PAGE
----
The Sixth Circuit Court of Appeals recently noted in Killion et al. v. KeHE Distrib., LLC, Nos. 13-3357/4340 (6th Cir. Jul. 30, 2014) that it was the first appellate court to tackle head on the question of whether a collective action waiver in the context of Fair Labor Standards Act (“FLSA”) claims can survive in the absence of an agreement requiring individual arbitration. The collective action waiver before the Sixth Circuit was included in a severance agreement signed by several of the defendant’s employees upon termination, and required that they not consent to be part of a class or collective action related to their employment or termination of their employment. The severance agreement did not require arbitration. Relying on its precedent in Boaz v. FedEx Customer Information Services, Inc., 725 F.3d 603 (6th Cir. 2013), the court held that the collective action waiver was invalid because it limited the employees’ rights under the FLSA.
Instead of following recent cases that have upheld collective action waivers in reliance on U.S. Supreme Court precedent such as American Express Co. v. Italian Colors Restaurant, 133 S. Ct. 2304, 2309 (2013), the Sixth Circuit relied on Boaz in which it struck an employment agreement that limited the time period for bringing FLSA actions to six months. The Sixth Circuit explained “Boaz is based on the general principle of striking down restrictions on the employees’ FLSA rights that would have the effect of granting their employer an unfair advantage over its competitors.” Obtaining a waiver of rights under the FLSA is one such advantage. Several Circuit Courts of Appeals previously had validated the enforceability of class and collective arbitration waivers in FLSA actions, finding that the FLSA does not grant employees a non-waivable, substantive right to bring a collective action. Yet, the Sixth Circuit stressed in Killion, “[c]rucially…the respective waiver agreements in all of [those] cases included provisions subjecting the employees to arbitration.”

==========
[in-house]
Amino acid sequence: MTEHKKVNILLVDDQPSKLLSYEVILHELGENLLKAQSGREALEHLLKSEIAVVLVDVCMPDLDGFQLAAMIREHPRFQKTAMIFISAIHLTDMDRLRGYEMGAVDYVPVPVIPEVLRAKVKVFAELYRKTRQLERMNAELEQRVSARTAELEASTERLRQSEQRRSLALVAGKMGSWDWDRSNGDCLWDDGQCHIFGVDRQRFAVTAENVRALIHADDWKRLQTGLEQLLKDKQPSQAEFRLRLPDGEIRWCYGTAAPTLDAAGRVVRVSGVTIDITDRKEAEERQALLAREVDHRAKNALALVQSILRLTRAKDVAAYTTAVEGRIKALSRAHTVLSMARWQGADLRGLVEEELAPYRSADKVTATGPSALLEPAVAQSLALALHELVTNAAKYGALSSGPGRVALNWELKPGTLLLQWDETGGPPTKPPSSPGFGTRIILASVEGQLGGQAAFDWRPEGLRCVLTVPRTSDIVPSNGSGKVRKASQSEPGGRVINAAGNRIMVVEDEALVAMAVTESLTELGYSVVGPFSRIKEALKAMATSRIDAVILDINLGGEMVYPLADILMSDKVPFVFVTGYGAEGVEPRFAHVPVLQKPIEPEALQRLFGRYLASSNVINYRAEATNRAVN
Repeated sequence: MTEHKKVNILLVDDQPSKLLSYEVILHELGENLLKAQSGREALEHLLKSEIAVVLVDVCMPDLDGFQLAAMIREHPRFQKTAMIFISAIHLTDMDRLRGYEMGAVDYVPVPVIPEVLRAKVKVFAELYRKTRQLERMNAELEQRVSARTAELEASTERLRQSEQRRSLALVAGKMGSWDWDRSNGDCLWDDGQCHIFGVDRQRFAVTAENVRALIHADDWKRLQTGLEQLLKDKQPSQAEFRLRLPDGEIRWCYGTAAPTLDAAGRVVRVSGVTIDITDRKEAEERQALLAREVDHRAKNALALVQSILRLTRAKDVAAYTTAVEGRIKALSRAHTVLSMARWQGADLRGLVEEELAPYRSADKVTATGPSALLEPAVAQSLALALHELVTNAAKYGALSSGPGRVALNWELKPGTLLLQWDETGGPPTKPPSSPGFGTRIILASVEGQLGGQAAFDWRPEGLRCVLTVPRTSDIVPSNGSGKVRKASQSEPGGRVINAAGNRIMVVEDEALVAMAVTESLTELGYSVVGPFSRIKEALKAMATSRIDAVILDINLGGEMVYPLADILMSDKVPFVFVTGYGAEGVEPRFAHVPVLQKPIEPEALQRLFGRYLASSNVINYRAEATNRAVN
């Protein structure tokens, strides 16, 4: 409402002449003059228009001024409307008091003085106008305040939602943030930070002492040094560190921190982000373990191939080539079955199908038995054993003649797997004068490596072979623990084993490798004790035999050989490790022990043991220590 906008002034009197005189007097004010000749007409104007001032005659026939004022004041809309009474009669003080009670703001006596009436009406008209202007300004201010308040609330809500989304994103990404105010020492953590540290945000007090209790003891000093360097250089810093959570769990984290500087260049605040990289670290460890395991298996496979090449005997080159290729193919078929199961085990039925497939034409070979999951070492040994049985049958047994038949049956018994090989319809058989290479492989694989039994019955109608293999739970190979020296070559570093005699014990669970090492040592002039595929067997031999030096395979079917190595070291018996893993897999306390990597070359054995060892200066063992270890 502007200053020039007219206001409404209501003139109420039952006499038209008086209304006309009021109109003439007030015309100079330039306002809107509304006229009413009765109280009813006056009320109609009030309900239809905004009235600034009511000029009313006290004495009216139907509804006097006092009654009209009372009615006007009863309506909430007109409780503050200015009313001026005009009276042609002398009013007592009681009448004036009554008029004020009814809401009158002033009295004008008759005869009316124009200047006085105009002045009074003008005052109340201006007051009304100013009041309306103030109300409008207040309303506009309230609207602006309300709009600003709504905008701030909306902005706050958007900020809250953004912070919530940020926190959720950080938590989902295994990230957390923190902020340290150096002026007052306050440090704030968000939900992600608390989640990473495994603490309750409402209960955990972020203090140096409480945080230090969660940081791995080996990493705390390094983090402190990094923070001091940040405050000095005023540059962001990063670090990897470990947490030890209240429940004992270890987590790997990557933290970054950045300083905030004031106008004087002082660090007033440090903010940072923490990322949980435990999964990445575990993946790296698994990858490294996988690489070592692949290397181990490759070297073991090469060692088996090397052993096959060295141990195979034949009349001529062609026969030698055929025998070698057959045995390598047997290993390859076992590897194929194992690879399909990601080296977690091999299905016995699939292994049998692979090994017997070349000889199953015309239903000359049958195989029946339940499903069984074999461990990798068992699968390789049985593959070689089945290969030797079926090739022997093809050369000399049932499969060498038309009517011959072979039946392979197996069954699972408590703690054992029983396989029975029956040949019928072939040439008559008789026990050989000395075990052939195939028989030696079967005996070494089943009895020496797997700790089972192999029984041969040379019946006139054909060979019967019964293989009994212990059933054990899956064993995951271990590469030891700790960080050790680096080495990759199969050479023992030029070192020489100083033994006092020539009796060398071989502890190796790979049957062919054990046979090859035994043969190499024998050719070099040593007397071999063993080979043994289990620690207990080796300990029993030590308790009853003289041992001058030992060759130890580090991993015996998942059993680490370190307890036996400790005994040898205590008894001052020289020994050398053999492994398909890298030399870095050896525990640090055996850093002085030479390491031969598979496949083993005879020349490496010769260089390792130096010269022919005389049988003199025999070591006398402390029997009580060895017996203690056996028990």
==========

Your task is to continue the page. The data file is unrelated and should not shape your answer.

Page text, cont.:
The Supreme Court rejected the notion that class waivers can be invalidated because requiring individual arbitration of small claims would discourage plaintiffs from bringing claims, yet the Sixth Circuit reasoned in Killion that requiring individual litigation “grants the employer the same type of competitive advantage as did shortening the limitations period to bring a claim in Boaz. And in cases where each individual claim is small, having to litigate on an individual basis would likely discourage the employee from bringing a claim for overtime wages.” Why did the Sixth Circuit reach its conclusion? Simply stated: “Because no arbitration agreement is present in the case before us, we find no countervailing federal policy that outweighs the policy articulated in the FLSA.” In the Sixth Circuit’s view, without the force of the Federal Arbitration Act behind it, the waiver must fail. We will keep watching to see whether other Circuit Courts follow the Sixth Circuit down this path and if the path ultimately leads class waivers back to the Supreme Court.